Why public bodies are adopting integrated reporting

31 Oct 18

Integrated reporting can improve governance, accountability, and rebuild trust in a post-crisis global economy, argues the IIRC’s Jonathan Labrey.


Public sector organisations, whether domestic or international, are being increasingly challenged to maintain or improve outcomes within the same or reduced budgets. Take, for example, the UK’s National Health Service, whose budget has been stretched for the last decade, and the weight of pressure they have come under in this time has been close to breaking their system on numerous occasions.

On the back of decade-long public sector spending restraint in the aftermath of the global financial crisis, with Brexit on the horizon and many global economic and environmental uncertainties potentially affecting the UK’s varied public services, communicating how - and how well prepared - public sector organisations are to achieve stable or improved outcomes is critical to enhanced public accountability in an age of transparency.

What is integrated reporting?

Integrated reporting promotes a more holistic and efficient approach to reporting that draws on different reporting strands to communicate the full range of factors that materially affect the ability of an organisation to create value over time.  Choosing a reporting framework that promotes efficiency and the breakdown of organisational silos is especially important for public sector bodies.

At the heart of integrated reporting is the concept of multiple ‘capitals’, or the interconnected resources organisations use to create value. This means building into an organisation’s governance an understanding that financial, manufactured, human, intellectual, social and relationship, and natural factors all work together to ensure its long-term sustainable success.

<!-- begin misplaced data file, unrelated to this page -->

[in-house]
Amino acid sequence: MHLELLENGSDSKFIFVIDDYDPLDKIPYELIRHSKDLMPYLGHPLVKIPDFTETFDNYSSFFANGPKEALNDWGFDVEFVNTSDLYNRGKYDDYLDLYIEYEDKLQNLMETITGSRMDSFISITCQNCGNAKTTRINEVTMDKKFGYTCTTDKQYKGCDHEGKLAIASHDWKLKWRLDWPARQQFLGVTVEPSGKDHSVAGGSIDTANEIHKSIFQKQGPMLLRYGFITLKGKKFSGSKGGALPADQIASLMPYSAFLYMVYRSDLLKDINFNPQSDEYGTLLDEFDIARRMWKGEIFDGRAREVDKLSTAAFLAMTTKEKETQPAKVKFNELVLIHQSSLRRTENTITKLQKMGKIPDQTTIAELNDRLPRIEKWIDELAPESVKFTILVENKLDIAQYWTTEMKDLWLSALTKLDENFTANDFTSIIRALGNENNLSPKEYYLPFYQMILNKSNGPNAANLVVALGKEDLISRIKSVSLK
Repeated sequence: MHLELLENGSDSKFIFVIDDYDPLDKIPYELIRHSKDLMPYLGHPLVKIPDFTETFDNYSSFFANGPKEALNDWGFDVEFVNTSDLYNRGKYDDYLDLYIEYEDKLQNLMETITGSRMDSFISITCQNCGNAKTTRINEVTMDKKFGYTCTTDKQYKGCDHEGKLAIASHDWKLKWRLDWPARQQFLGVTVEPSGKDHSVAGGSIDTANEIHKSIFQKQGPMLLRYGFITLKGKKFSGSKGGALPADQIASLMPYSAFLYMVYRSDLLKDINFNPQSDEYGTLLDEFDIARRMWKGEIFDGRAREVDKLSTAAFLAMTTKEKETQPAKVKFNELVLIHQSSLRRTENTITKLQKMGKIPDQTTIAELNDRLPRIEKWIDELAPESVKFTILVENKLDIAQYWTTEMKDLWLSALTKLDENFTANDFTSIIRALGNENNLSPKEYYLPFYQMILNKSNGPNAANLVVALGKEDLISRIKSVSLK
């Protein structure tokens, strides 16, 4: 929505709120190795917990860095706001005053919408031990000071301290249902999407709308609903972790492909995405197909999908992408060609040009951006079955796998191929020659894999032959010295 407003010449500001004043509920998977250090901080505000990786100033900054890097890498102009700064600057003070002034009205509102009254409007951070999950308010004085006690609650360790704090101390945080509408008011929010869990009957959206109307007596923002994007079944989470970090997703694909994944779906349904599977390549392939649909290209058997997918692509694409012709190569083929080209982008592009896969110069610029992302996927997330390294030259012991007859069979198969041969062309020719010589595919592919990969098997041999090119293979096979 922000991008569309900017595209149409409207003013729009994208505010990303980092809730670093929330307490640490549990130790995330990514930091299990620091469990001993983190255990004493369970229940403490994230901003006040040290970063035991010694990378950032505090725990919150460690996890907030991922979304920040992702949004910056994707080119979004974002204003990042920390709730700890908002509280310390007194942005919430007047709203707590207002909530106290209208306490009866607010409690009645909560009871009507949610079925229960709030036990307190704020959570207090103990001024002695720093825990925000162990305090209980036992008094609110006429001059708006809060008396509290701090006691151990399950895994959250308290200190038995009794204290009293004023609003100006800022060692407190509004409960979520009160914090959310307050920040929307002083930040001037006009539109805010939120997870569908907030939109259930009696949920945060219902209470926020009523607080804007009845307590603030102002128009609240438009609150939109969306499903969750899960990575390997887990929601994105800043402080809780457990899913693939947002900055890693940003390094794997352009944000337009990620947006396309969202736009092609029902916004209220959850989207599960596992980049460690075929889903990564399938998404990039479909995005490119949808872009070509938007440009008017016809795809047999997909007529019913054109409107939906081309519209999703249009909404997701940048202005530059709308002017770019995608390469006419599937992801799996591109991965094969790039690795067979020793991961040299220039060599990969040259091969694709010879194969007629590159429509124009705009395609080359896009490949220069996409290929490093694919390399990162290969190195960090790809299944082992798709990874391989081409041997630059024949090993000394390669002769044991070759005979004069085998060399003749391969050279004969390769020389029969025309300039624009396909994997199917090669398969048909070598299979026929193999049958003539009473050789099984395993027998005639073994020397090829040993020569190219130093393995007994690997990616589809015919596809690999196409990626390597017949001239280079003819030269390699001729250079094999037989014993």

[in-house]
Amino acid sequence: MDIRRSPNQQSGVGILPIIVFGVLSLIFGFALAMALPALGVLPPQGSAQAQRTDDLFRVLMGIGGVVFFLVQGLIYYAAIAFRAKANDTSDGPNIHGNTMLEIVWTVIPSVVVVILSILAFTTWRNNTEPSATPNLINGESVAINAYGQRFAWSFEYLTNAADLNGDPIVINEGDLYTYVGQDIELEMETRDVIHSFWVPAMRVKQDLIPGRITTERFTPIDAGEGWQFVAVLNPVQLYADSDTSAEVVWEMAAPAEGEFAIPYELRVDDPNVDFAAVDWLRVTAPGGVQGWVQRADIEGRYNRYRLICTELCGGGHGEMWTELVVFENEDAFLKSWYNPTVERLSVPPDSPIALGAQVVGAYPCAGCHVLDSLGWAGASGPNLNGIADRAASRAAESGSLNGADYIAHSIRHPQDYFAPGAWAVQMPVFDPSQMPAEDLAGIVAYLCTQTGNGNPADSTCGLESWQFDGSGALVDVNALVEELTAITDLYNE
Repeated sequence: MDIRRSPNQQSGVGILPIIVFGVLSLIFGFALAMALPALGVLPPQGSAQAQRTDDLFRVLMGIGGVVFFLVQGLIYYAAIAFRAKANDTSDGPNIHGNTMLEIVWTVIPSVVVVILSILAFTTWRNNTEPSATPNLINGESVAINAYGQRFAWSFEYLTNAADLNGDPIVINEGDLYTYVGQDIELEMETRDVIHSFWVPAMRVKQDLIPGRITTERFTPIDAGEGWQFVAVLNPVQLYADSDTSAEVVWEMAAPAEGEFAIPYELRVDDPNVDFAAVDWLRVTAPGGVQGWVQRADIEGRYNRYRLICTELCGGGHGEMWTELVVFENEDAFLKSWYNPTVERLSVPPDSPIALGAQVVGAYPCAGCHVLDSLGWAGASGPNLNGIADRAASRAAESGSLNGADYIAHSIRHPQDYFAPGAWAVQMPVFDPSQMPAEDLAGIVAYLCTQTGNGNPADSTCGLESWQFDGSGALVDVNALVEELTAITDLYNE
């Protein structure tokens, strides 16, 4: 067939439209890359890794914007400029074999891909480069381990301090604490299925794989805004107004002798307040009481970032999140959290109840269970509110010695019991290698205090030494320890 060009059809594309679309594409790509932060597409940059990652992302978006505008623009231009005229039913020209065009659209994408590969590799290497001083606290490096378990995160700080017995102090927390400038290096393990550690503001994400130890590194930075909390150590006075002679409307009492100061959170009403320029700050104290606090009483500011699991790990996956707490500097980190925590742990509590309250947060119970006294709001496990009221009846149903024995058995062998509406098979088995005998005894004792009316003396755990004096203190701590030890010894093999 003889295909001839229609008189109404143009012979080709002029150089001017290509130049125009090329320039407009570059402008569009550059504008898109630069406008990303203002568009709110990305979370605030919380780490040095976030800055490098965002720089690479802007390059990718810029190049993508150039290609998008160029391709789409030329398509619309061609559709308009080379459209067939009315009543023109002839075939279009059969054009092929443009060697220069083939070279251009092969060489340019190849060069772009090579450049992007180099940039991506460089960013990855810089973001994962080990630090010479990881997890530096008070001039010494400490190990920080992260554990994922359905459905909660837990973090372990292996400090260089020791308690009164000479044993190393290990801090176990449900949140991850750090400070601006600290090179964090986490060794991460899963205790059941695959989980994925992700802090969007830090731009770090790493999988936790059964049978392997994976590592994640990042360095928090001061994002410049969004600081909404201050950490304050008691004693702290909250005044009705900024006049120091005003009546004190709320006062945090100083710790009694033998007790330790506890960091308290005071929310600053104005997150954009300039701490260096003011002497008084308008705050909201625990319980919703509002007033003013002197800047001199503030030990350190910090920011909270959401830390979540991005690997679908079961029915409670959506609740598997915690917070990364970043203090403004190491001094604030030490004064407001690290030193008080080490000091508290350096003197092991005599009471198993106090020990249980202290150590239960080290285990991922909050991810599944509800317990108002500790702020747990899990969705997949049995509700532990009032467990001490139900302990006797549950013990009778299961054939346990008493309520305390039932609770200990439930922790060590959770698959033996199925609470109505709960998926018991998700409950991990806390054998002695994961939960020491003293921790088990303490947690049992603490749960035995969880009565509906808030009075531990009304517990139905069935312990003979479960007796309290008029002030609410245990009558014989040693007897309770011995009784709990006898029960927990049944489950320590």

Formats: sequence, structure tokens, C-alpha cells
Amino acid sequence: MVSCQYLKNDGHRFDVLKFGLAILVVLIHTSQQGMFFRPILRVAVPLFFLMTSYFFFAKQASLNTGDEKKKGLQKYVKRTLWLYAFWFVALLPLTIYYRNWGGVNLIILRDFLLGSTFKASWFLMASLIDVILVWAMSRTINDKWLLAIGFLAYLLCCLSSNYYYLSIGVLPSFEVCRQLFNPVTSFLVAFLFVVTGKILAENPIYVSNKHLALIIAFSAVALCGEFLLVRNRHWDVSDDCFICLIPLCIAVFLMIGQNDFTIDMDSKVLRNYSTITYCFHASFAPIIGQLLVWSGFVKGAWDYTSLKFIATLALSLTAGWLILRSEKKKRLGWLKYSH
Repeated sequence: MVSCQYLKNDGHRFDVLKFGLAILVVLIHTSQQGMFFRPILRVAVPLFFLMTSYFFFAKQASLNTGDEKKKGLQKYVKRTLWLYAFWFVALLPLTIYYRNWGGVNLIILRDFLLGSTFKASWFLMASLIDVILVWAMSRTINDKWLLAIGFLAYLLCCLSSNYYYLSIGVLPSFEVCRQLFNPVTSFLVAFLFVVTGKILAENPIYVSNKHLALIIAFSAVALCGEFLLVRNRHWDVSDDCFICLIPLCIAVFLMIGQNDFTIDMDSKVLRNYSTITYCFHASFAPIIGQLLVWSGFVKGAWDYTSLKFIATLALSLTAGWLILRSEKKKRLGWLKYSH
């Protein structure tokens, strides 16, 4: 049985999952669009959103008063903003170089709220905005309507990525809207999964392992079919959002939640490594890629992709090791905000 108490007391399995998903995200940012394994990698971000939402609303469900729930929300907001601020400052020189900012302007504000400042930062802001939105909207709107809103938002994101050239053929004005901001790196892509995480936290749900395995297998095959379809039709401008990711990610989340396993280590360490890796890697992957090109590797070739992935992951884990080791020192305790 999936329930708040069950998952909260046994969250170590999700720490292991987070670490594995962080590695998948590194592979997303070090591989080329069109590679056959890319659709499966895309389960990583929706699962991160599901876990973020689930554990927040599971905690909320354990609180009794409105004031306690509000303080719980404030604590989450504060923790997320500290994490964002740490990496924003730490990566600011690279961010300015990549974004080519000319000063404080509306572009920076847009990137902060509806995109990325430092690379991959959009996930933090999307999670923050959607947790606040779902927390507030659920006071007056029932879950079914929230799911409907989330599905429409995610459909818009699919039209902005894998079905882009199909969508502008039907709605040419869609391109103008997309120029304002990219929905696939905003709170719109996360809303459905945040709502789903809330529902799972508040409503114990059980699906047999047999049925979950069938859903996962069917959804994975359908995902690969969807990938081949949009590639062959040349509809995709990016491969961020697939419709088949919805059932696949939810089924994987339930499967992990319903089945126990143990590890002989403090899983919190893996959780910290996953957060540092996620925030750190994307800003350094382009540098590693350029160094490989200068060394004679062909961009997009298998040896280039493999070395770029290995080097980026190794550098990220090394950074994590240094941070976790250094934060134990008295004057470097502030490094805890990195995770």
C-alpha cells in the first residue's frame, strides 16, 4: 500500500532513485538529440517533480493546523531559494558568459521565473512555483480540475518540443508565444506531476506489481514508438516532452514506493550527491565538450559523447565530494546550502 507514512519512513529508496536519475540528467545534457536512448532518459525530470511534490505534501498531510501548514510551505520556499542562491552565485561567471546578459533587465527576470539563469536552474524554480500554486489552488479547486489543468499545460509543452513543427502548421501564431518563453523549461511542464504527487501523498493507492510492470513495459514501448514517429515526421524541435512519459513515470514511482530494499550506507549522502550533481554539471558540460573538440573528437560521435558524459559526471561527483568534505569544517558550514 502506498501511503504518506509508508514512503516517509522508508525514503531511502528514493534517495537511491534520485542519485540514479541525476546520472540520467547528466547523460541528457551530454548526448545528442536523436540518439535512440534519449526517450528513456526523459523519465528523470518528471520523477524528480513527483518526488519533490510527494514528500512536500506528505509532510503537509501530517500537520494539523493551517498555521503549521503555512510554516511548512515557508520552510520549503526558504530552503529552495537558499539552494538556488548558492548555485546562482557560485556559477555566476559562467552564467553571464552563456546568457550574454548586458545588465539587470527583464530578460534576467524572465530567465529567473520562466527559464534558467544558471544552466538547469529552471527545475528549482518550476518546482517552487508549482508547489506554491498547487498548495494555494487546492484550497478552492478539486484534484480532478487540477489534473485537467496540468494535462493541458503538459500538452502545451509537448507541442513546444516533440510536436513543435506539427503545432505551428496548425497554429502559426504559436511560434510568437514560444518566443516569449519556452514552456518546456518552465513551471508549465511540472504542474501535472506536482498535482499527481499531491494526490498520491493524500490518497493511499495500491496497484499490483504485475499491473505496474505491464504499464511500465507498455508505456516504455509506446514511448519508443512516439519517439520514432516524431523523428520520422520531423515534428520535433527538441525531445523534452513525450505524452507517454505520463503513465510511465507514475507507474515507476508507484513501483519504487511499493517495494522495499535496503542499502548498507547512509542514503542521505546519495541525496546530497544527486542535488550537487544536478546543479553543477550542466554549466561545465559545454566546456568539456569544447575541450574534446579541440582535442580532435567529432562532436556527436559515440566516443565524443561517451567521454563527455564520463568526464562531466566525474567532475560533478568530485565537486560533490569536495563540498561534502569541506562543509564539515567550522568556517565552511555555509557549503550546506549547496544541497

Public sector organisations have a unique value creation story to tell, as more often than not they are striving to achieve innovation while delivering services and achieving positive change to society.  This demands the use of intangible capitals, such as social, human and natural resources. It is important to communicate clearly to all stakeholders how this is achieved.

The International Integrated Reporting Framework was developed to help organisations implement integrated reporting. It is principles-based, allowing organisations to innovate and develop their reporting in the context of their own strategy, key drivers, goals and objectives. Nowadays, over 1,600 organisations in more than 65 countries are voluntarily adopting integrated reporting to enhance the way they think, act and communicate.

Importantly, the framework can be used to support integrated thinking to improve the performance of public bodies too, whether government agencies and entities like cities, local government, health and educational institutions, and non-governmental organizations (NGOs), by breaking down internal silos and forging better connections between the interlocking capitals to release more value.

World Bank

The World Bank Group (WBG) is working with the IIRC through a newly launched integrated thinking and strategy special interest group, helping to build an understanding of how organizations can implement the behavioural changes necessary within an organization to make integrated reporting a success.